I suppose, as an Englishman, I share a generic mindset with any patriot of any country anywhere in the world. I’m driven by a deep sense of love of my country, a binding with it, a sense of identity with its very fabric and a longing for its commonweal and prosperity. Simultaneously, I feel a need to protect it, to spare it from embarrassment and to rail against the machinations of those who wish it harm. I realise there is nothing specifically English in these sentiments: I’m sure many non-English relate to this mindset too. Clearly, “Englishness” is more about a uniqueness, a set of idiosyncracies which collectively mark us out as being…. us.
We live south of Scotland and East of Wales on the island of Great Britain. From the genesis of our nationhood when Saxon and Angle intermarried and settled in the land that became England we have marked out this England as our ancestral land. We were one of the first European countries to unify and form a distinct identity. We have had this identity for over a thousand years and despite William the Conqueror, the Act of Union and latterly, the onslaught of Multiculturalism, our individual nationhood has remained strong. Moreover, this sense of history, tradition, nationhood pervades my sense of Self. This is reinforced by the physicality of my environs. I am reminded of my English roots in our interesting ancient buildings, our beautiful countryside and our dramatic coastline. The architecture of our towns and cities is a unique menagerie of styles that reflect some aspect of our national journey.
For me there is a solidity, borne of the state, that is attached to being English. Our institutions are ingrained in our sub-consciousness. Whether or not one agrees with them, our monarchy, aristocracy, democracy, Parliament, civil service, armed forces and Church all work well and generally to a high standard! Centuries of refinement and testing out have resulted in evolved structures of state that can be taken as a “given”. I know they are there and that they work: I don’t have to worry about coups d’etat, dictatorship, a corrupt judiciary or biased civil service. Within this framework I am free to speak my mind, I am free to make decisions, I am free to live a lifestyle that enables me to express myself and be happy (but with the proviso that I don’t harm others and abide by our laws). Basically, I can get on with my life as an Englishman unlike, alas, many in Africa, South America and Asia.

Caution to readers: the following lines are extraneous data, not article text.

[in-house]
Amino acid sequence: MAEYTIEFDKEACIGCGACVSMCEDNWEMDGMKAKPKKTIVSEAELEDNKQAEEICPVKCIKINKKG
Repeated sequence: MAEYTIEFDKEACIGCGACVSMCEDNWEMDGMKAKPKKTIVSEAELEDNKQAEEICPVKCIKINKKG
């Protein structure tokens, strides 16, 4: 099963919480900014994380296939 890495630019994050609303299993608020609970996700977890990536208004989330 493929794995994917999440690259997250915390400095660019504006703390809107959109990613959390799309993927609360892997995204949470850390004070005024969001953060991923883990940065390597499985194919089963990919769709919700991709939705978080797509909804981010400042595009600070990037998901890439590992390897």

I’m proud to be English! We have certainly made our mark on the world. Our language is universal. Our literature, music, science, engineering, architecture, TV shows etc. have all, (disproportionately for such a small nation) influenced the world scene. We spawned some of the world’s firsts…modern science through Newton, Darwin and others, the agricultural and industrial revolutions, manifold inventions and innovations, wonderful literature and poetry and fantastic music. The list isn’t exhaustive. We also spawned the largest empire the world has ever seen which, in my opinion, was a force for great good in the world and, importantly, have since become the world’s greatest de-coloniser. We established workable democracies and viable economies in these former colonies and have nurtured them in nationhood with aid thereafter. We won two World Wars. We have fraternally stood by our allies in time of their darkest hours, witness Belgium, Poland and latterly the USA after 9/11. We continue to stand up for what is right in the world, even if this means loss of our dear compatriots. We continue to contribute, innovate, invent and influence.
I think we English are a people of character. We have a great sense of humour. We like to talk to one another: even strangers will utilise the topic of the weather to break the ice. As a conversion develops humour tends to creep in at some point. I notice that English people are more likely to use smiles and other aspects of facial expression to convey a positive contact when they meet others (notice how cold many Europeans are in contrast). We tend to be very accepting and polite to others. Our cultural etiquette demands that we see our faces and that we convey an openness, an acceptance of the other and that we should attempt to be civil. I’ve noticed, having travelled abroad, the absence of this politeness and friendliness. We can be eccentric and quirky. We facilitate self-expression and tend to accept the unusual. We can be seen as libertarian but there are cultural rules of engagement to ensure a propensity toward mutual respect.
Being English for me involves a good sense of the above. It is about connecting to one’s roots, being proud of our nation’s historical journey (warts and all!) and expressing one’s self to others in our unique way.